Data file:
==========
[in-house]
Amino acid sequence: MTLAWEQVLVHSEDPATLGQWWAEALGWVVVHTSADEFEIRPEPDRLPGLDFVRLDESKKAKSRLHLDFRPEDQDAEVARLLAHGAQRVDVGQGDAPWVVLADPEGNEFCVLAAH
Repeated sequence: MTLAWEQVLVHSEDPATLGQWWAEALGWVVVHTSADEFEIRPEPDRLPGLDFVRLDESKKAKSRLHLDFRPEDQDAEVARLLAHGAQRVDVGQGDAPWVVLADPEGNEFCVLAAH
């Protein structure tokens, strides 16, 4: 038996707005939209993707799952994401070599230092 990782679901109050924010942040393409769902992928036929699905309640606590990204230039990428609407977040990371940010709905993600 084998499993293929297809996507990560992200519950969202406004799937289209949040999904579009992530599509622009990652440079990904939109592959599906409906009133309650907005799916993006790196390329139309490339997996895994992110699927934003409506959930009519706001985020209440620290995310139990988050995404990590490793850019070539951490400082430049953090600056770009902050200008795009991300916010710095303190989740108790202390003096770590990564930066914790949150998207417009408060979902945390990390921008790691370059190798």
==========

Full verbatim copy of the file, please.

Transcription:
[in-house]
Amino acid sequence: MTLAWEQVLVHSEDPATLGQWWAEALGWVVVHTSADEFEIRPEPDRLPGLDFVRLDESKKAKSRLHLDFRPEDQDAEVARLLAHGAQRVDVGQGDAPWVVLADPEGNEFCVLAAH
Repeated sequence: MTLAWEQVLVHSEDPATLGQWWAEALGWVVVHTSADEFEIRPEPDRLPGLDFVRLDESKKAKSRLHLDFRPEDQDAEVARLLAHGAQRVDVGQGDAPWVVLADPEGNEFCVLAAH
């Protein structure tokens, strides 16, 4: 038996707005939209993707799952994401070599230092 990782679901109050924010942040393409769902992928036929699905309640606590990204230039990428609407977040990371940010709905993600 084998499993293929297809996507990560992200519950969202406004799937289209949040999904579009992530599509622009990652440079990904939109592959599906409906009133309650907005799916993006790196390329139309490339997996895994992110699927934003409506959930009519706001985020209440620290995310139990988050995404990590490793850019070539951490400082430049953090600056770009902050200008795009991300916010710095303190989740108790202390003096770590990564930066914790949150998207417009408060979902945390990390921008790691370059190798």